Friday, October 9, 2009

Fall Fishing Frenzy at Smith Mountain Lake

October fishing report
Provided by professional fishing guide Capt. Dale Wilson

OVERVIEW: October is the beginning of the fall fishing frenzy. Most species of fish will feed aggressively in preparation for the winter. Water temperature will be in the low 70s to the mid-60s. Water clarity is good.

Largemouth bass: Fishing is good. Fish can be caught on crankbaits, shaky heads, jigs, spinnerbaits, Carolina rigs and surface lures.

Largemouth bass will feed on shad and crawfish. Some fish will school this month. Rocky points, docks, humps and brush piles will be the best areas to try your luck. Try to find concentrations of shad.

Smallmouth bass: Fishing is fair. Best lures will be tubes, jerkbaits, shaky heads and top-water lures. Best areas will be rocky points and humps in the lower to mid-sections of the main rivers. Smallmouth bass will suspend around schools of shad this month.

Striped bass: Fishing is good. Fish will feed best early to mid-morning and late afternoon. Zoom flukes fished on 38- to 12-oz. lead heads, swim baits, surface poppers, jigging spoons and live shad will be the best baits to catch stripers this month. Fish also can be caught trolling umbrella rigs on lead core line. Most fish will be caught in the mid- to upper sections of both rivers. Night fishing will be fair. Stripers will surface this month.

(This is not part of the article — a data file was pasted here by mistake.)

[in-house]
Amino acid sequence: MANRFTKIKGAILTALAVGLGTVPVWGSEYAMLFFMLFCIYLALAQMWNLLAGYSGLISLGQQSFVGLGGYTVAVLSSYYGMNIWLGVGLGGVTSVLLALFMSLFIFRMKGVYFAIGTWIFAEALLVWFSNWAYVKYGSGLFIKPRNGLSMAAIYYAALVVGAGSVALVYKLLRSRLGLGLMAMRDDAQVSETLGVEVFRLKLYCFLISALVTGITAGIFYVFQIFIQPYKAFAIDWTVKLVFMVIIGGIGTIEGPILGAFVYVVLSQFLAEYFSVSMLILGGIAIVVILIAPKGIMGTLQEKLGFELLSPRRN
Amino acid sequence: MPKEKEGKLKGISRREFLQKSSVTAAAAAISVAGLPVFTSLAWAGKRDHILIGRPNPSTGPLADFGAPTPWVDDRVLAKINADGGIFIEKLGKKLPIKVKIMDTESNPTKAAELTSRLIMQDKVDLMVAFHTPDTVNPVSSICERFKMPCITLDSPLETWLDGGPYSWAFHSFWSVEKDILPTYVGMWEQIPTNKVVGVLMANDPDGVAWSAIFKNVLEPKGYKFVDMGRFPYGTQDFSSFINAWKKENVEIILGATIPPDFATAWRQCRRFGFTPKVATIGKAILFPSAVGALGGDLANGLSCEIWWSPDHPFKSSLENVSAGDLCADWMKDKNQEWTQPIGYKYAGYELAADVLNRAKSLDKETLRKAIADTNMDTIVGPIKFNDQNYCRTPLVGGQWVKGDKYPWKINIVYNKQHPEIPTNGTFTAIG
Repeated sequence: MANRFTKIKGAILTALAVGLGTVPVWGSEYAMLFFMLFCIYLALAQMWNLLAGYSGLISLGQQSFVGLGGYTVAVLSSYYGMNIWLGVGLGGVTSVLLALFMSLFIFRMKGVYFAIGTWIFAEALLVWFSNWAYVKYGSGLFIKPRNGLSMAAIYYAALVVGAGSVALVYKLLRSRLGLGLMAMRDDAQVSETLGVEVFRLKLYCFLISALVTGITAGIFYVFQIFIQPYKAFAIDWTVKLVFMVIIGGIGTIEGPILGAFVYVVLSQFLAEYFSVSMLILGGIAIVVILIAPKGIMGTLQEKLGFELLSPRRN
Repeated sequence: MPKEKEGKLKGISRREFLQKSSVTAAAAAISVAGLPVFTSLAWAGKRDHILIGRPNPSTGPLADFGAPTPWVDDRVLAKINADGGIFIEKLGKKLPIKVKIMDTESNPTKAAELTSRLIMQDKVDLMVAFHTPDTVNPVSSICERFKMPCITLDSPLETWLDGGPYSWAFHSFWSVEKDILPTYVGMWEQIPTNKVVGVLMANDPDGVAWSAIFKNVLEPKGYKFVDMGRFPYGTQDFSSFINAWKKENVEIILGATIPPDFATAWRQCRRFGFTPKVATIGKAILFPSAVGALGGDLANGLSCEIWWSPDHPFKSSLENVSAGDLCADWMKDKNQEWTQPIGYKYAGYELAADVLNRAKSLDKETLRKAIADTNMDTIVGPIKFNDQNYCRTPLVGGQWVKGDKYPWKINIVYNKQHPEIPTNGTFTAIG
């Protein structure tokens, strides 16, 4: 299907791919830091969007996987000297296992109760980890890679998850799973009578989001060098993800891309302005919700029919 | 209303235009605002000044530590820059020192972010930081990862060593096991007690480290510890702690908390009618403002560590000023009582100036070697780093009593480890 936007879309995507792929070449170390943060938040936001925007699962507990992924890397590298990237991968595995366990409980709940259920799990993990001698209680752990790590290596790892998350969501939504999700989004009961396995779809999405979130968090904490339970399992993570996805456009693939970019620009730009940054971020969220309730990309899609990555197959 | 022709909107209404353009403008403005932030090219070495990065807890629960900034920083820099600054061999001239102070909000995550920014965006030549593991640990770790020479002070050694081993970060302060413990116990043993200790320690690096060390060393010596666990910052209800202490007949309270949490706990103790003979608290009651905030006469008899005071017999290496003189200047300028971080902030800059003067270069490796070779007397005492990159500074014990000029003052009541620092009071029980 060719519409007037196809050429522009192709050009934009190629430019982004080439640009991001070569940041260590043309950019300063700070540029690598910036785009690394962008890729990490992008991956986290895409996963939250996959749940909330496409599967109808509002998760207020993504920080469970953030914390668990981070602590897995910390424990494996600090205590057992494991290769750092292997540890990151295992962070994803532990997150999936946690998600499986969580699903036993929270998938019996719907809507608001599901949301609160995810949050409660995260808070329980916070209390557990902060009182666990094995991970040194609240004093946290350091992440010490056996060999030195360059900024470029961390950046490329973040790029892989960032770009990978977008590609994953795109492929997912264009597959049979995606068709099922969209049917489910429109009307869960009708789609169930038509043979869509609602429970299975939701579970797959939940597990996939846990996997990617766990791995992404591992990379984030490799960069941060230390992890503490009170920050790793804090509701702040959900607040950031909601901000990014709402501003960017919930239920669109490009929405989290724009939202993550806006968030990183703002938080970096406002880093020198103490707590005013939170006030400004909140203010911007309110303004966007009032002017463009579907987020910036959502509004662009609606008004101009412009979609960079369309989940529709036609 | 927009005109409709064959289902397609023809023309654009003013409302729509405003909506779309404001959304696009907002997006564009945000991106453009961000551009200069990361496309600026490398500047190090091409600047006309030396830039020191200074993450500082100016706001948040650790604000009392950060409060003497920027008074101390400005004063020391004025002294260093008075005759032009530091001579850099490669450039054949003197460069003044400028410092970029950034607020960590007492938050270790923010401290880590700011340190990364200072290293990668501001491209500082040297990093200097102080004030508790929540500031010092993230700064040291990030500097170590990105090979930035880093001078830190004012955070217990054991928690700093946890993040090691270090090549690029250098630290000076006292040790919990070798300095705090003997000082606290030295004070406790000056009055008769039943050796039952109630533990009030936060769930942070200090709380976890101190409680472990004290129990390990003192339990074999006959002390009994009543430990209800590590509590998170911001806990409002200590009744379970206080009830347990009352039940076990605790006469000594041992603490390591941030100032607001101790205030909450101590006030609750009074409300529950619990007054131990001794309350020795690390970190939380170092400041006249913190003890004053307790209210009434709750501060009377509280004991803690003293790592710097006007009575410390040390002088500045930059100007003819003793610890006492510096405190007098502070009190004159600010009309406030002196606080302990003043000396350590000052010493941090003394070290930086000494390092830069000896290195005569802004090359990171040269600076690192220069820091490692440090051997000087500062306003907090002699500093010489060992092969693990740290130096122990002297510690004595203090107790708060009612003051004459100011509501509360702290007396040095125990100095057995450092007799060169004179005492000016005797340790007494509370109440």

Crappie: Fishing is good. Fish can be caught around docks and brush 10 to 15 feet deep. Small jigs, tubes fished on small jig heads and live minnows will catch fish this month. Best areas will be in the main creeks and the upper sections of both rivers.

TIP OF THE MONTH: Water clarity usually is a key factor in the type and size of line to use when fishing for most species of fish. Lighter test line and fluorocarbon will work better this time of year.

Photo above - Courtesy of Dale Wilson. Showing off the stripers they caught while fishing with Capt. Dale Wilson are (from left) Maj. David Cope of Forest, John Farnandez of Smith Mountain Lake and the Rev. Herbert Moore of Lynchburg.

For more information about Smith Mountain Lake click here

500 miles of shoreline with countless tributaries and coves make Smith Mountain Lake a picture perfect and angler perfect destination. Locals don’t blink an eye at a 20-pound striper in this paradise for fishing.

Stripers helped make the lake famous for its fishing but our waters also host excellent populations of largemouth and smallmouth bass, crappies and bluegills. Other gamefish of note dwell in the lake as well, and all have their followers. Channel catfish are found in the deeper points of the lake and there is a dedicated group of walleye hunters. Muskies, white bass, rock bass and redbreast sunfish round out the gamefish contingent.

Whether you’re new to fishing or just new to the lake, a popular way to learn the ins and outs of our huge lake is hiring a pro. Our professional fishing guides are listed and linked below. To check out the great fishing tournaments held at the lake, click here.

The Claiborne House Bed and Breakfast is just a 15 miles to Smith Mountain Lake. We are the exit you take off Highway 220 to get to The Lake. Stay in historic district of Rocky Mount and your Innkeeper Shellie can give you directions to plenty of sights in and around the lake.


Life is too short for bad coffee... Shellie @ The Claiborne House Bed and Breakfast in Rocky Mount Virginia